That’s why I am so proud that I can work at this school – at this academy for theatre and dance – so together with you, the artists – our students, our teachers – and the staff can continue to make theatre that is vital and influential in this 21st century. And in doing so we are connected with new generations that want to stand and to stand up for change, to work for a sustainable and open society that believes in progress and learns from our collective memory and invests in education in which creativity and knowledge are the source for media-savvy, cultured citizens who can tackle this century’s great questions.

Yes, I know. Those were grand words. But they are allowed in a State of the School address. The same words were spoken a few weeks ago at the debate – the Paradiso Debate – on culture and the world, to make it clear to our politicians that we should no longer avert our gaze from the great issues of this century. It was striking, and encouraging, that all the politicians present at the debate fully acknowledged the fact that art – both the soul and a tangible component of our culture – is essential, and must receive continued investment.

In recent times, other gatherings have been held that focused on culture and the world. And there will be more. Go to them. Let your voice be heard. Join in the discussion about your own future and listen to how human shortcomings can paralyse the process of arriving at obvious conclusions. And ask yourself, ‘What can I offer?’ ‘What can we offer?’ Could we perhaps do something by joining forces, by ensuring that the differences that will always remain are less important than the things we stand for: solidarity, connectedness and the freedom to be what we believe in? This is something that we as a school cannot do enough of. Like here at HALf6, for example. Organise your own HALf6. Come here. Your course has already given you the time off. Let HALf6 [17.30] on Tuesday be your time and your place to get together and plot together. You can get moving by joining Nasrdin Dchar for a walk on 25 September.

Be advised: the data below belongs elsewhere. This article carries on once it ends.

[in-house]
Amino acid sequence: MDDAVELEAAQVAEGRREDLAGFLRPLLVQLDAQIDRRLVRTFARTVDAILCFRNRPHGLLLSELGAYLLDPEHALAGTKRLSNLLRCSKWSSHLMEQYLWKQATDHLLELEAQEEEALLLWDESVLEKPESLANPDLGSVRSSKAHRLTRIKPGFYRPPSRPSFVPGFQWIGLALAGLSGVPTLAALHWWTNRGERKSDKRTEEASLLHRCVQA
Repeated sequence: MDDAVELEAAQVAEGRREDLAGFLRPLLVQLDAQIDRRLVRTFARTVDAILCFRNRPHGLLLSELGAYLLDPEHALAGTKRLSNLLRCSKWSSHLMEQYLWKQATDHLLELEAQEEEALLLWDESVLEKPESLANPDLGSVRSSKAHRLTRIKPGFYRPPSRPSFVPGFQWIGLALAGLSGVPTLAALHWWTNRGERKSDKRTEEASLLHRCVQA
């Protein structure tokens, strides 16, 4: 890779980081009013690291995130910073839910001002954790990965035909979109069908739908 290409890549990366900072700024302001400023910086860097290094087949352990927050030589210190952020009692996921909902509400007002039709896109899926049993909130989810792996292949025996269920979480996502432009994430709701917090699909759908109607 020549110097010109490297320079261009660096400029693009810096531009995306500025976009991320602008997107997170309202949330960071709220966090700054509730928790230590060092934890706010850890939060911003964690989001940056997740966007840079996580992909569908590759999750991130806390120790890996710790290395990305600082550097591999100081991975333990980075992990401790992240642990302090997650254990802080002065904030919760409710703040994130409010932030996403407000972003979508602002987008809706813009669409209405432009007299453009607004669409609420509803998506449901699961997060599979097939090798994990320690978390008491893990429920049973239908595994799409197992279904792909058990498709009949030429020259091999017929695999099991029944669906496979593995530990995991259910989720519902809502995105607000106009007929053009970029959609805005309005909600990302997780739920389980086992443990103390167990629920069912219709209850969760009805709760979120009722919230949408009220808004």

At the same time let’s turn the Academy of Theatre and Dance into the best school we can come up with together; into a school standing with both feet in this 21st century; into a place where tradition and innovation come together at the very highest technical level, where technique and craftsmanship are as important as personality and the issues engaged with, where cooperation means an investment in a generation of theatre makers (and yes, that includes the dance makers). A place where being enterprising means being able to express yourself sharply and smartly, and effortlessly finding your way into networks – if that’s what you need – and being creative enough to use what we are good at – imagining and storytelling – and rendering it not only theatre, but in all the other corners of society: in film and games, politics, education and the creative industry. A place where we come together – like in our new ID LAB – and encounter professional practice in new and unexpected forms. But most of all, a place where we never, ever forsake our art – no matter how wayward and awkward. That’s not a contradiction. It’s a pre-requisite. Likewise, the human condition is a pre-requisite, the source and essence of countless stories from world literature. Oh brave new world that has such people in it. Why? Just because. Have a great year. Work well and independently. Remain open and be critical. Be radical in what you do. And enjoy yourself.

Jan Zoet, 19 September 2016